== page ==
Since the days of President Ronald Reagan, the party leadership has plunged so far into the pockets of the very rich and the corporate sector that they can attract votes only by mobilizing parts of the population that have not previously been an organized political force. Among them are extremist evangelical Christians, now probably a majority of Republican voters; remnants of the former slave-holding states; nativists who are terrified that “they” are taking our white Christian Anglo-Saxon country away from us; and others who turn the Republican primaries into spectacles remote from the mainstream of modern society—though not from the mainstream of the most powerful country in world history.
The departure from global standards, however, goes far beyond the bounds of the Republican radical insurgency. Across the spectrum, there is, for instance, general agreement with the “pragmatic” conclusion of General Martin Dempsey, chairman of the Joint Chiefs of Staff, that the Vienna deal does not “prevent the United States from striking Iranian facilities if officials decide that it is cheating on the agreement,” even though a unilateral military strike is “far less likely” if Iran behaves.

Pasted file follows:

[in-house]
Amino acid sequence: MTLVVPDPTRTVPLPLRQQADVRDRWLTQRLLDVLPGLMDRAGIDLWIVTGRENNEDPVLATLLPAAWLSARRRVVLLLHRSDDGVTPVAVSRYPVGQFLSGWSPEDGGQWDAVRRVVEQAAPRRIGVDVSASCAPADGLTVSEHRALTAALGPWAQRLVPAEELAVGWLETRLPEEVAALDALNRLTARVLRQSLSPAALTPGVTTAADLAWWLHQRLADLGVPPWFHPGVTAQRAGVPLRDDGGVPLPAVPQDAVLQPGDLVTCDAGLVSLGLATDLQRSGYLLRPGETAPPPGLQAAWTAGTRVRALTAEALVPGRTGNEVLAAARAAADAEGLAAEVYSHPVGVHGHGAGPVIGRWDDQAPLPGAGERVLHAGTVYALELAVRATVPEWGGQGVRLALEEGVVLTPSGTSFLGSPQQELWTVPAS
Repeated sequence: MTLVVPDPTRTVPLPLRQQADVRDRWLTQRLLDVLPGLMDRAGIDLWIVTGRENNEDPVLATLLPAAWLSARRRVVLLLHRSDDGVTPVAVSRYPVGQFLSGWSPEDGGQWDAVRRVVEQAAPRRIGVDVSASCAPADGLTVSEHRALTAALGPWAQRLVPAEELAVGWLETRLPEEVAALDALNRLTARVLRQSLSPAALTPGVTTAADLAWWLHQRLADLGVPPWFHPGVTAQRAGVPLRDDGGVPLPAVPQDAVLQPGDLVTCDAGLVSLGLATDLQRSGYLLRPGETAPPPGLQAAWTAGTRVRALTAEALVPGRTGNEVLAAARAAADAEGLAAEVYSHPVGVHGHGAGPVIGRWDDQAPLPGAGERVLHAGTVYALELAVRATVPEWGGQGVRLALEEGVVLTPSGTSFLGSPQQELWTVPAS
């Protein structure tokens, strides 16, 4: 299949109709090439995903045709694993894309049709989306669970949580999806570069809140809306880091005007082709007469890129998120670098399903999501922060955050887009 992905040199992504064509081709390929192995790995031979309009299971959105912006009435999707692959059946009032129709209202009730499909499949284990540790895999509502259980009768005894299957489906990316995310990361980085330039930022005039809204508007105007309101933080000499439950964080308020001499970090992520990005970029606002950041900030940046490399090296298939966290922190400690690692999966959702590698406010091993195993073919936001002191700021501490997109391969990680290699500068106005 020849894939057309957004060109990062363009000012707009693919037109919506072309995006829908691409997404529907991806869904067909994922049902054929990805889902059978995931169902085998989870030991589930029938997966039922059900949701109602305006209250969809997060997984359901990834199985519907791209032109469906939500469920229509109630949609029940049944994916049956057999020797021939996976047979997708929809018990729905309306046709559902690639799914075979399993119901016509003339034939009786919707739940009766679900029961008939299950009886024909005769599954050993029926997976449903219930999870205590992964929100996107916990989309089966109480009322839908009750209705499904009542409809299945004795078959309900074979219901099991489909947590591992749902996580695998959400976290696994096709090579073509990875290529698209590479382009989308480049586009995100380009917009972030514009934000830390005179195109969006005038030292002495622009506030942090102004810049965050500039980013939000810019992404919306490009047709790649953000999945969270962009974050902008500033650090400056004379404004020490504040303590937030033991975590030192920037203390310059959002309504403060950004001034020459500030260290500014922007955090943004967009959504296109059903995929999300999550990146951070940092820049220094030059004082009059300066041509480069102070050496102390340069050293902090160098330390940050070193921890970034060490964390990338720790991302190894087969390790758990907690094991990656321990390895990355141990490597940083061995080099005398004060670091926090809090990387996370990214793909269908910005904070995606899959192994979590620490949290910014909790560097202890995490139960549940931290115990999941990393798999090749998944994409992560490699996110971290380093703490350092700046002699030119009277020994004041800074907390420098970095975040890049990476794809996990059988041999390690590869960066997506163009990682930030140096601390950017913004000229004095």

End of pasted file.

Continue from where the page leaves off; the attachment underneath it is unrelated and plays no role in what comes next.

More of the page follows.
Former Clinton and Obama Middle East negotiator Dennis Ross typically recommends that “Iran must have no doubts that if we see it moving towards a weapon, that would trigger the use of force” even after the termination of the deal, when Iran is theoretically free to do what it wants. In fact, the existence of a termination point 15 years hence is, he adds, “the greatest single problem with the agreement.” He also suggests that the U.S. provide Israel with specially outfitted B-52 bombers and bunker-busting bombs to protect itself before that terrifying date arrives.